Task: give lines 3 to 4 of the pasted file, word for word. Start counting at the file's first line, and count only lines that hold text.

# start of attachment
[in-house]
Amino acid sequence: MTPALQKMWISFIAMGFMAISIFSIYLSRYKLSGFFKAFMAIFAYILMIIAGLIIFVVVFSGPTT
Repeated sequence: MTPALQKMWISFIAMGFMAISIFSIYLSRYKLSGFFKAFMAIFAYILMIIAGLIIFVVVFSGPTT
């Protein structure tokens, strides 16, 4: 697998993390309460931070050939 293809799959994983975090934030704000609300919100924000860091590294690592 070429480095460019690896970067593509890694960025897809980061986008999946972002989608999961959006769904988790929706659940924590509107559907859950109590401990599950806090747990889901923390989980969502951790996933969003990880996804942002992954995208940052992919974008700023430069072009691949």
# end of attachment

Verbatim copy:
Repeated sequence: MTPALQKMWISFIAMGFMAISIFSIYLSRYKLSGFFKAFMAIFAYILMIIAGLIIFVVVFSGPTT
């Protein structure tokens, strides 16, 4: 697998993390309460931070050939 293809799959994983975090934030704000609300919100924000860091590294690592 070429480095460019690896970067593509890694960025897809980061986008999946972002989608999961959006769904988790929706659940924590509107559907859950109590401990599950806090747990889901923390989980969502951790996933969003990880996804942002992954995208940052992919974008700023430069072009691949």